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San Antonio Criminal Law Blog

HB 81 moves forward to reduce marijuana penalties

The House Criminal Jurisprudence Committee sent House Bill 81 to the House for a vote. HB 81 reduces the charges for having an ounce of marijuana or less, or marihuana as it is written in the bill. It would eliminate jail time and threat of arrest. Instead, the offense would merit a fine of $250. 

Sentencing guidelines for possession of marijuana are currently based on the weight of the marijuana. Possession of just 2 ounces or less is a Class B misdemeanor. A person could face a sentence up to 180 days in jail and have a fine up to $2,000. Having 2 to 4 ounces doubles the penalty and makes it a Class A misdemeanor. Anything over 4 ounces becomes a felony and has even stricter sentencing guidelines. 

Man charged with drug and gun possession following traffic stop

On April 16, a 23-year-old Texas man was taken into police custody for drug possession. Pinehurst authorities stated that he was accused of the drug charges following a traffic stop.

The accused man was pulled over at about 11 a.m. near the East Martin Street and Strickland Drive intersection. The police officer conducting the stop allegedly found probable cause to search the vehicle, during which he found what was believed to be marijuana. After the man was taken to the Orange County Correctional Facility, another search of the vehicle turned up two handguns. It was believed that one of the handguns was stolen.

Dallas law reduces penalties for marijuana possession

On April 12, the Dallas City Council voted to cite and release those who are found to possess small amounts of marijuana. For an individual to be ticketed under the law, he or she must be in possession of less than four ounces of marijuana, live in Dallas County and not be charged with any other crimes. While Texas law allows other crimes to be covered under a cite and release program, this measure applies to marijuana only.

Supporters of such a measure believe that it would prevent young people and people of color from unfairly being branded as criminals for life. Proponents also say that it could be a step toward solving the recidivism problem in the area. Individuals who are cited as opposed to charged with a felony may have a greater chance of correcting their mistakes and living a higher quality of life.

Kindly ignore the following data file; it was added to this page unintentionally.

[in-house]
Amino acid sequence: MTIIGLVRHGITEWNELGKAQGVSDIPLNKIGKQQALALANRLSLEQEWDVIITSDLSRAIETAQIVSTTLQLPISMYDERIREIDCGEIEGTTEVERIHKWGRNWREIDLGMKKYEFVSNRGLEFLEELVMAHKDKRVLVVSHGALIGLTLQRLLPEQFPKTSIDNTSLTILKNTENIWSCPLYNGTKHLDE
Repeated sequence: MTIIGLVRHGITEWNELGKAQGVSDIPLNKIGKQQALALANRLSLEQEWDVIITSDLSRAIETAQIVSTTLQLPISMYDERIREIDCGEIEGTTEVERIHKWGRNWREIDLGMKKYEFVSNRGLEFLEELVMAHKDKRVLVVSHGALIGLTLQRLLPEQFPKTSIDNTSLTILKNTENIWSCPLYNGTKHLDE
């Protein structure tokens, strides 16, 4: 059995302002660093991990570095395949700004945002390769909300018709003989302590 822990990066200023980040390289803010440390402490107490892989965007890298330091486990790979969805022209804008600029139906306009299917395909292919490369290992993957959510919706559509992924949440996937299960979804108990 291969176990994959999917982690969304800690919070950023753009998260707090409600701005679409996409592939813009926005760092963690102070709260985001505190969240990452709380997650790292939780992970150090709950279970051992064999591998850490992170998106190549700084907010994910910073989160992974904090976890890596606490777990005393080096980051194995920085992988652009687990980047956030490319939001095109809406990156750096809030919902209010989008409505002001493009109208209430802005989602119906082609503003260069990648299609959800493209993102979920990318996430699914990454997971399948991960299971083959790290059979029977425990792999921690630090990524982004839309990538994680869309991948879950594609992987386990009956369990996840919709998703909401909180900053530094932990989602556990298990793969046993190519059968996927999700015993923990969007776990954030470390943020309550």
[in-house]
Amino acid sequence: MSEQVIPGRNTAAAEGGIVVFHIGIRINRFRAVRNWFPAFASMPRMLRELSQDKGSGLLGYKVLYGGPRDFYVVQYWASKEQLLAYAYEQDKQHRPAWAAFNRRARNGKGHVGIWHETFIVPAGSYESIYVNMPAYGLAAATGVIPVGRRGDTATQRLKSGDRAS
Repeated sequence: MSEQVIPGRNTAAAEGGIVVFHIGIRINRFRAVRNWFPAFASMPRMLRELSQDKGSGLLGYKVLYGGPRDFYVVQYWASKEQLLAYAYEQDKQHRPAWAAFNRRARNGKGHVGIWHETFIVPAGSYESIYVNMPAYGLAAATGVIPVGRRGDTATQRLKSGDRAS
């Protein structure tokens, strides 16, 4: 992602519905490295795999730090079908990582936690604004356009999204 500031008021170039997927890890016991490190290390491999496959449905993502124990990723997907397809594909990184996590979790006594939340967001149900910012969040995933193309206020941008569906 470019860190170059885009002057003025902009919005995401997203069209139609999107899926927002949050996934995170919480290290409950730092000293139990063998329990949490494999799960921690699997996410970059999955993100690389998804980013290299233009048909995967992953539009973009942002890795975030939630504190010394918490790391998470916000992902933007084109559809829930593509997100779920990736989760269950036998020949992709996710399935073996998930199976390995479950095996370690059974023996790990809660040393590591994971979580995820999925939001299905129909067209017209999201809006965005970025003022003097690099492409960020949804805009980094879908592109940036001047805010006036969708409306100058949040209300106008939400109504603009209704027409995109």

Alleged marijuana operation head turns himself in to police

On April 7, it was reported that a man who was thought to be the leader of a drug trafficking ring that was active in East Texas turned himself into authorities. Officials from Smith County said that the man was responsible for overseeing a minimum of 15 marijuana cultivation sites that were located in numerous counties.

In late July 2015, multiple law enforcement agencies began a joint investigation that was dubbed Operation Joint Venture after finding three marijuana cultivation sites. At this point, an estimated 22,000 marijuana plants were seized. The accused man became the subject of the investigation. The man, who is a U.S. citizen, was considered to be a fugitive.

Texas lawmakers propose reducing penalties for marijuana

Signs of a softening attitude toward marijuana have emerged from the Texas House of Representatives. A bill meant to switch possession of one ounce of marijuana or less to a civil infraction instead of a criminal offense has been approved by the House Criminal Jurisprudence Committee.

If the bill becomes law, then a person could not be arrested for possessing marijuana alone. People in possession of a small amount of the botanical substance would face a fine that could be as high as $250 on the first or second offense. A third offense would increase the fine to $500 and at that point become a criminal offense classified as a Class C misdemeanor.